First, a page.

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NSAGSFederica Mogherini and Bernardino Leon - Libyan municipalities dialogue meeting (Photo credit: European External Action Service)

The international community has failed Libya. While this may come across as a harsh verdict to the many organizations, governments and individuals, sometimes well-meaning, who since 2011 have been flocking in and out of the country in an attempt to secure its transition to state-hood, it is the case that many of those transactions remained confined to the surface of Libya’s socio-political transition. One still remembers the high hopes of 2011. Libya, with the largest oil reserves in Africa, was well-positioned to launch a new era unlike its neighbors, Egypt and Tunisia, who had mounting economic and structural challenges to address. In Egypt, between 2004 and 2010, there were more than 3,000 labor actions, between protests and strikes, mobilized against a baggage of old anti-democratic and intricately corrupt state structures in what came to be called the “deep state”.[i] Libya was deemed to have none of that “depth”. But did it? Is it true that Libya, with no known institutional history, possessed none of the complexities of its neighbors? This article will reflect on some of the aspects of that invisible complexity.

I argue that the failure of the international community is a result of a systemic and institutional oversimplification of that complexity which informed modes of engagement with conflict actors. This is based on interviews with over 100 Libyans between politicians, activists, civil society leaders, and individuals over the past three years in Libya, Egypt, Tunisia, Italy and the UK. The last round of meetings and interviews was in Tunisia in April 2015.

 

Demystifying the International Community

However, it is important first to unpack what we mean by the often amorphous “international community” with its astounding decision-making capacity. An IR (International Relations) term, it refers to a non-descript collective of governments, institutions as well as peoples around the world. The connotations of the term, however, are more dangerous than what it actually means because it implies a consensus without accountability and a solidarity either in support of or against something. What the “international community” wants is significant because there is a sanctity attached to it and so does what the “international community” rejects. What it is remains elusive and, at times, distracting and misleading. On Libya, the “international community” has never been less international and less of a community. What the term, in practice and in the particular case of Libya, has come to signify, in fact, is a collective of very particular state-related interests and alliances that are more aligned around shared fears and interests and less so, around principles. Italy’s recent flirting with a military intervention in Libya only happened after the ISIL killing of 21 Egyptian Copts and threatening to march on Rome. Prior to this, modes of engagement were confined to key sectors particularly the oil industry.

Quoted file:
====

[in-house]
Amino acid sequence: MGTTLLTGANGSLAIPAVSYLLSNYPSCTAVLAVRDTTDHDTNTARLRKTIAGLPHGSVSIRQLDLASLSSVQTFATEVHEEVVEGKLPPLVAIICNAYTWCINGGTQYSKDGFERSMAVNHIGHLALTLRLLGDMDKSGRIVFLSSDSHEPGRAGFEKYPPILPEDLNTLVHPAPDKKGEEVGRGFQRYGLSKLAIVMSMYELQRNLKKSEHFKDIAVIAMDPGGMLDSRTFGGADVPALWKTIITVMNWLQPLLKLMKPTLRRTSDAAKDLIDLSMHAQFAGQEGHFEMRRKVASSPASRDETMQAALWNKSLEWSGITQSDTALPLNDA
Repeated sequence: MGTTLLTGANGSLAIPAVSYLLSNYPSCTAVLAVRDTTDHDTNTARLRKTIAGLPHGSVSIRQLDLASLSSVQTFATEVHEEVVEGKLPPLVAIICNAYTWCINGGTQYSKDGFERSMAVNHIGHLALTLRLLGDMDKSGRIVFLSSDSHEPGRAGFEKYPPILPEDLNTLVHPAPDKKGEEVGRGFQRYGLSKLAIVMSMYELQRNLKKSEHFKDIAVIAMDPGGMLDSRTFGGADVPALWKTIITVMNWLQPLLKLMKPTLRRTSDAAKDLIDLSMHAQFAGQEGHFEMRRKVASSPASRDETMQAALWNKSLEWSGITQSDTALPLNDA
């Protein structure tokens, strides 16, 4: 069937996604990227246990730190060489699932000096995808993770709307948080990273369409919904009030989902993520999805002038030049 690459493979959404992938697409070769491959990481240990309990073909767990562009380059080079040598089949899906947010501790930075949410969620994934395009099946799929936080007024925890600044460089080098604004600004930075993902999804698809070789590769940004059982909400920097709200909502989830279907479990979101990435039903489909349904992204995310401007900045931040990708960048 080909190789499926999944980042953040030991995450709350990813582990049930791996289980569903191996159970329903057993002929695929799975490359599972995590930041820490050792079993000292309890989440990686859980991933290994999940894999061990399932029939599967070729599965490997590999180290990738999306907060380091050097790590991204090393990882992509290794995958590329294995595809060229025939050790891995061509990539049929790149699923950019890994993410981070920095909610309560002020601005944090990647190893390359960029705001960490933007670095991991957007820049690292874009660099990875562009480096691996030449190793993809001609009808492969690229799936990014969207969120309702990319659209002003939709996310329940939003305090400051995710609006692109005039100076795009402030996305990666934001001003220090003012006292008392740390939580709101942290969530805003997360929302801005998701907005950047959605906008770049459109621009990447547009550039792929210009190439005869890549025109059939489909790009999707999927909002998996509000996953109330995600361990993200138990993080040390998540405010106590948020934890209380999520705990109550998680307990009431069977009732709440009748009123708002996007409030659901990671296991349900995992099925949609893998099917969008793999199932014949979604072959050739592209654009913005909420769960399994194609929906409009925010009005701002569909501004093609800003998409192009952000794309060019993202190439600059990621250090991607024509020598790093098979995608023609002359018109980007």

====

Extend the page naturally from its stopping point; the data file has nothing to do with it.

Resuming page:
The USA espoused a similar approach of disengagement. In his address to the American people on March 28, 2011 and following the NATO intervention in Libya, President Barack Obama stated that while he acknowledged that “transition to a legitimate government that is responsive to the Libyan people will be a difficult task” and while “the United States will do our part to help”, “it will be a task for the international community and – more importantly – a task for the Libyan people themselves”.[ii] Libya was, in this manner, entrusted to its people under the gaze of a watchful but disengaged international community that slowly became synonymous with the following: a) Policy confusion and inaction on Libya, b) A flooding of funds to civil society organizations towards democratization and state building. A number of civil society leaders I interviewed related how they would receive funding offers amounting to thousands of dollars if they would launch particular initiatives in locations designated by the funder’s interests. They explained how they felt constantly forced to deliver projects that were tailored to the funder’s interests and little to what they perceived as needed by the people. Moreover, those interests shifted. At times, funds were allocated primarily to gender-related issues and at others, it was democratization. An unidentified percentage of the funds did not help establish foundations for a civil society. On the contrary, their influence was mostly divisive.